This could not be cured by the occurrence of subsequent technical developments. Any other conclusion would lead to legal uncertainty, and risk being to the detriment of any third party who later provided an innocuous way to carry out the invention.
When compared to other EU Member States, the UK takes a liberal approach to stem cell research. Licences are granted for research involving the destruction of early human embryos on the basis that stem cell research offers the best hope of potential cures for conditions such as Type 1 diabetes and Parkinson's disease.
Advocates argue that the early embryo is no more than a sphere of cells and that the 'leftover' embryos from IVF would be wasted in any event. Given the unique makeup of an ESC, there is not yet an adequate substitute. In the last few years, researchers have managed to produce stem cells with similar properties to ESCs, from adult body cells which may be able to differentiate into any cell type. Nonetheless, these cells are not the same as ESCs and the differences are not yet fully understood. Perhaps ironically, the production of these cells requires the insertion of genes found to be important in ESCs, which in turn would not have been possible without previous ESC research.
On the other side of the fence, opponents call such research immoral because it devalues human life. Such research is seen as the first stage on a slippery slope to designer babies and spare-parts clones.
The reason for the relevant EU legislation to this case was a desire to harmonise biotechnology law throughout Europe. The biotechnology industry was (and still is) viewed as a commercial sector poised for substantial growth in the 21st century and harmonisation is hoped to increase the global competitiveness of the single European market. The negotiation of the Directive on the Legal Protection of Biotechnological Inventions (incorporated into the EPC) was a long and difficult process, owing in part to the different ethical views taken by contracting states to issues such as stem cell research. Even once adopted in 1998, several countries took the best part of a decade to implement it into national law.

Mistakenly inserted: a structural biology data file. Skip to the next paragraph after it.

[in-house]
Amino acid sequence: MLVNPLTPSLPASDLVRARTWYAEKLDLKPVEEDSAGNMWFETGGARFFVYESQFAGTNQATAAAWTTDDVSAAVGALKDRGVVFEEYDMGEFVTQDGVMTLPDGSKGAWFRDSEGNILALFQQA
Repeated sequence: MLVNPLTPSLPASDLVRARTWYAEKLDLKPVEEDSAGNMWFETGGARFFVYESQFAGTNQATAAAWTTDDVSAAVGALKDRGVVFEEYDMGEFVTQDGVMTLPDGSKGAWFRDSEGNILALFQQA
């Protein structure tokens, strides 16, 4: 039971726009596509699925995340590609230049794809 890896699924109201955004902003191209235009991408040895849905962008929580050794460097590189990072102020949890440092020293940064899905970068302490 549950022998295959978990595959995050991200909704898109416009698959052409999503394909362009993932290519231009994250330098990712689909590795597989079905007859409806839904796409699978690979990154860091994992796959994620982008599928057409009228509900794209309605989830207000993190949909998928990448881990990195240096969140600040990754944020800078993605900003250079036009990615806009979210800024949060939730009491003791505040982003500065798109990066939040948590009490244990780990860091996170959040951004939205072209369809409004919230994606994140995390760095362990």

While the UK accepted Article 53(a) of the EPC and Rule 28(c) of the Implementing Regulations some time ago, the breadth of the EPO's interpretation of the prohibition will surprise many. The EPO has found it sufficient that ESCs were a necessary precursor to the technology detailed in the patent claims to find the technology unpatentable. The fact that an unpatentable invention is necessary to utilise the invention as set out in the claims of a patent does not normally prohibit a patentable invention as claimed. One example is the Swiss-type claim used for many years to allow patenting of second medical uses despite the fact that the substance is not novel and the method of treatment is excluded from patentability.
This judgment is likely to rule out patents which claim any technology relating to human ESCs. Critics of the decision will argue that this will disincentivise investment in critically important stem cell research. In the meantime, academic researchers will be breathing a sigh of relief as the WARF patent itself would have made the majority of ESC research subject to royalties. With the EPO refusing (and indeed saying it is unable to) refer these questions of interpretation to the ECJ, it looks like this decision will affect the direction of UK ESC research for years to come.